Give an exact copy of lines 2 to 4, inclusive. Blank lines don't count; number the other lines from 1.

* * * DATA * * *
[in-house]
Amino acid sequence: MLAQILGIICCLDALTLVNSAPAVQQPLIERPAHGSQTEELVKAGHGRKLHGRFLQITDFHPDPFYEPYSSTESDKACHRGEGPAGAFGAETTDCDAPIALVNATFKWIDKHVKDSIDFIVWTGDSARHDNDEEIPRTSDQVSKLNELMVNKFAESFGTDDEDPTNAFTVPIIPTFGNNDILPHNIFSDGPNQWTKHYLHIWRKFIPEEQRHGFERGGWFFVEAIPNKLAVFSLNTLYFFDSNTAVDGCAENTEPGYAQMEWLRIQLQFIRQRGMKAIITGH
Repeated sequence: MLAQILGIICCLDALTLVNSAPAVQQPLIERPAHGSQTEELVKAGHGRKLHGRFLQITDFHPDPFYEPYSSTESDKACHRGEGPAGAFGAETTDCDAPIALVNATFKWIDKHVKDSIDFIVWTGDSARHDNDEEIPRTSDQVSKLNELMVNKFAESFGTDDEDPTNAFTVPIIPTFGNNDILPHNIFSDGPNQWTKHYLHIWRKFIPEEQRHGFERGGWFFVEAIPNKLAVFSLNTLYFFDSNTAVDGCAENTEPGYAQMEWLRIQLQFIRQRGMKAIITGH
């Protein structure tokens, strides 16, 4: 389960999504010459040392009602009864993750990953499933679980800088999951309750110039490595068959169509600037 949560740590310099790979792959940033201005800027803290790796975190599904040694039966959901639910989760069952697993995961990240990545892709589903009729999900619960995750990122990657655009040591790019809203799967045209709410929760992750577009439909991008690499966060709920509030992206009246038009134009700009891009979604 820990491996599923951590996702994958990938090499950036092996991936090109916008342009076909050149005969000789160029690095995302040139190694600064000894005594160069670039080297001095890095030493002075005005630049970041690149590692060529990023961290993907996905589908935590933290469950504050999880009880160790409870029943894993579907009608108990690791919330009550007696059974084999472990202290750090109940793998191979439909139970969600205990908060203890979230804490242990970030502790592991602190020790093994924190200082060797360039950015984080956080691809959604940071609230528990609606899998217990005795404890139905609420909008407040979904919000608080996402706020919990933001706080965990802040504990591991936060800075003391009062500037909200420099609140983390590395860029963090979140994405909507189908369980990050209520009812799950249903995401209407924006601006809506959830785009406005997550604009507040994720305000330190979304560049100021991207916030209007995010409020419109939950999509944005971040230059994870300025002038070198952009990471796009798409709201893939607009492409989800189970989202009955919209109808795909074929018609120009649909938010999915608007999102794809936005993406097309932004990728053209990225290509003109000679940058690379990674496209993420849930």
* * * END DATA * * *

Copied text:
Amino acid sequence: MLAQILGIICCLDALTLVNSAPAVQQPLIERPAHGSQTEELVKAGHGRKLHGRFLQITDFHPDPFYEPYSSTESDKACHRGEGPAGAFGAETTDCDAPIALVNATFKWIDKHVKDSIDFIVWTGDSARHDNDEEIPRTSDQVSKLNELMVNKFAESFGTDDEDPTNAFTVPIIPTFGNNDILPHNIFSDGPNQWTKHYLHIWRKFIPEEQRHGFERGGWFFVEAIPNKLAVFSLNTLYFFDSNTAVDGCAENTEPGYAQMEWLRIQLQFIRQRGMKAIITGH
Repeated sequence: MLAQILGIICCLDALTLVNSAPAVQQPLIERPAHGSQTEELVKAGHGRKLHGRFLQITDFHPDPFYEPYSSTESDKACHRGEGPAGAFGAETTDCDAPIALVNATFKWIDKHVKDSIDFIVWTGDSARHDNDEEIPRTSDQVSKLNELMVNKFAESFGTDDEDPTNAFTVPIIPTFGNNDILPHNIFSDGPNQWTKHYLHIWRKFIPEEQRHGFERGGWFFVEAIPNKLAVFSLNTLYFFDSNTAVDGCAENTEPGYAQMEWLRIQLQFIRQRGMKAIITGH
């Protein structure tokens, strides 16, 4: 389960999504010459040392009602009864993750990953499933679980800088999951309750110039490595068959169509600037 949560740590310099790979792959940033201005800027803290790796975190599904040694039966959901639910989760069952697993995961990240990545892709589903009729999900619960995750990122990657655009040591790019809203799967045209709410929760992750577009439909991008690499966060709920509030992206009246038009134009700009891009979604 820990491996599923951590996702994958990938090499950036092996991936090109916008342009076909050149005969000789160029690095995302040139190694600064000894005594160069670039080297001095890095030493002075005005630049970041690149590692060529990023961290993907996905589908935590933290469950504050999880009880160790409870029943894993579907009608108990690791919330009550007696059974084999472990202290750090109940793998191979439909139970969600205990908060203890979230804490242990970030502790592991602190020790093994924190200082060797360039950015984080956080691809959604940071609230528990609606899998217990005795404890139905609420909008407040979904919000608080996402706020919990933001706080965990802040504990591991936060800075003391009062500037909200420099609140983390590395860029963090979140994405909507189908369980990050209520009812799950249903995401209407924006601006809506959830785009406005997550604009507040994720305000330190979304560049100021991207916030209007995010409020419109939950999509944005971040230059994870300025002038070198952009990471796009798409709201893939607009492409989800189970989202009955919209109808795909074929018609120009649909938010999915608007999102794809936005993406097309932004990728053209990225290509003109000679940058690379990674496209993420849930």